A Northwestern University research team has manufactured single-laser devices that are the size of virus particles and operate at room temperature.
According to a statement, the so-called plasmonic nanolasers could be integrated into silicon-based photonic devices, all-optical circuits and nanoscale biosensors.
The results are published in the journal Nano Letters.
‘Coherent light sources at the nanometer scale are important not only for exploring phenomena in small dimensions but also for realising optical devices with sizes that can beat the diffraction limit of light,’ said Teri Odom, a nanotechnology expert who led the research.
‘The reason we can fabricate nanolasers with sizes smaller than that allowed by diffraction is because we made the lasing cavity out of metal nanoparticle dimers — structures with a 3D bowtie shape.’
These metal nanostructures are said to support localised surface plasmons — collective oscillations of electrons — that have no fundamental size limits when confining light.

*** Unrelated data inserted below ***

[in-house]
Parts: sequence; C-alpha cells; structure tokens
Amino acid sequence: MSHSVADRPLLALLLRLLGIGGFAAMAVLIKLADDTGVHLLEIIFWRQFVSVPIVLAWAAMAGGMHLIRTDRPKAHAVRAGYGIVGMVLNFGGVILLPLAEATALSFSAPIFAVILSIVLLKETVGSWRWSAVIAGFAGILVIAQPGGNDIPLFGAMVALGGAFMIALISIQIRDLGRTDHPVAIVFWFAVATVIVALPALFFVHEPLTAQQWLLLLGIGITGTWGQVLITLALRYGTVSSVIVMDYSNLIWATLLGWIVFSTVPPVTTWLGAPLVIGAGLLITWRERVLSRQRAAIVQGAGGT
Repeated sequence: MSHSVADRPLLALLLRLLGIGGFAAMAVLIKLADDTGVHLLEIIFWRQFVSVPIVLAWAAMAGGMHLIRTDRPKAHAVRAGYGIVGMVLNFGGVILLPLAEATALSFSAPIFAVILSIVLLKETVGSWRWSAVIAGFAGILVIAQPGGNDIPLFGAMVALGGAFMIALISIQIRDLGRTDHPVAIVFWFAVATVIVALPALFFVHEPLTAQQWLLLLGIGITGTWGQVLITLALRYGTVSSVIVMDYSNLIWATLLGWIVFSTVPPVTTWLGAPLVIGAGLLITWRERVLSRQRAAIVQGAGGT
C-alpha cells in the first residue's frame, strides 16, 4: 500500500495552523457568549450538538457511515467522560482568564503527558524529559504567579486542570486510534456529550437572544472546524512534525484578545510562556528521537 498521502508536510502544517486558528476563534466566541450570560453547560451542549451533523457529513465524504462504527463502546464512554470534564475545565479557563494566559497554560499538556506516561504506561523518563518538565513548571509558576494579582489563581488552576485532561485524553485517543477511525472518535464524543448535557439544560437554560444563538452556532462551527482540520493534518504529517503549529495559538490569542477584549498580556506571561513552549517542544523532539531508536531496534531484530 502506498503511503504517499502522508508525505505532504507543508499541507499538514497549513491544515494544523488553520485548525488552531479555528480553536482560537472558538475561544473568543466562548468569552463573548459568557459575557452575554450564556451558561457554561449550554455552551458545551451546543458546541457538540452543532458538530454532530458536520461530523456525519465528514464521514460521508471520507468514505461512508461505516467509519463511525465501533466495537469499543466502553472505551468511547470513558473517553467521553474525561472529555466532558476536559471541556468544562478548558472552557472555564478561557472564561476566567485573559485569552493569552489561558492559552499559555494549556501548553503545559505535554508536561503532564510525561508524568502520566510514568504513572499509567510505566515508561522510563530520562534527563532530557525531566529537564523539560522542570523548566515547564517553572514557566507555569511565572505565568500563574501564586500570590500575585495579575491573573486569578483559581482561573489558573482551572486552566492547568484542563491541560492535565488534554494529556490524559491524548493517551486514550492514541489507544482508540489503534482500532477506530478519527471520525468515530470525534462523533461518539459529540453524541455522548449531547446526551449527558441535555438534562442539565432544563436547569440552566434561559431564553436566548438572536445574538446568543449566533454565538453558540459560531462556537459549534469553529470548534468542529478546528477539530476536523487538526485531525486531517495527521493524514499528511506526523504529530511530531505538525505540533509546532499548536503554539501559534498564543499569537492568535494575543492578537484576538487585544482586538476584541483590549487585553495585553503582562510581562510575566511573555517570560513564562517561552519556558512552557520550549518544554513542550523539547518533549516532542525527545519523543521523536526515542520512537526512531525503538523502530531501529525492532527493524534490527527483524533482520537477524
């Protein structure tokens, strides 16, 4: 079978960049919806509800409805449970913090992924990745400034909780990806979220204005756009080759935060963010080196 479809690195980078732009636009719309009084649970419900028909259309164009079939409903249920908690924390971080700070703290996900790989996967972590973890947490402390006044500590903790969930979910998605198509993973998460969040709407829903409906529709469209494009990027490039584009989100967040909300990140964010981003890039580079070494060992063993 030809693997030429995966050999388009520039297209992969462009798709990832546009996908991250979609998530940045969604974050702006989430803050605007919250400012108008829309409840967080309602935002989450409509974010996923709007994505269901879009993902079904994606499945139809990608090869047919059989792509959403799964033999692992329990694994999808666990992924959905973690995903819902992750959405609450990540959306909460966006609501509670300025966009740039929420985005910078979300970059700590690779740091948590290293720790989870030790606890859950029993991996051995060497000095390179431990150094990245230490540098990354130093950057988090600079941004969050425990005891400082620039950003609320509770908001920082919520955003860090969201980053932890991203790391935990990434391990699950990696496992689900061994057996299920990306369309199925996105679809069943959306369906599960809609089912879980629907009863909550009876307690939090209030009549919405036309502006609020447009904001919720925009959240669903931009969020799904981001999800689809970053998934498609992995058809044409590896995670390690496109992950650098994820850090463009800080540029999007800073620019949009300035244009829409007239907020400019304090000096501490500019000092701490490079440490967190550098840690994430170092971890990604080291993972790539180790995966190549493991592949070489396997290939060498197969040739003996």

The use of the bowtie geometry is claimed to have two significant benefits over previous work on plasmon lasers: the bowtie structure provides a well-defined, electromagnetic hot spot in a nano-sized volume because of an antenna effect; and the individual structure has only minimal metal ‘losses’ because of its discrete geometry.
‘Surprisingly, we also found that, when arranged in an array, the 3D bowtie resonators could emit light at specific angles according to the lattice parameters,’ Odom said.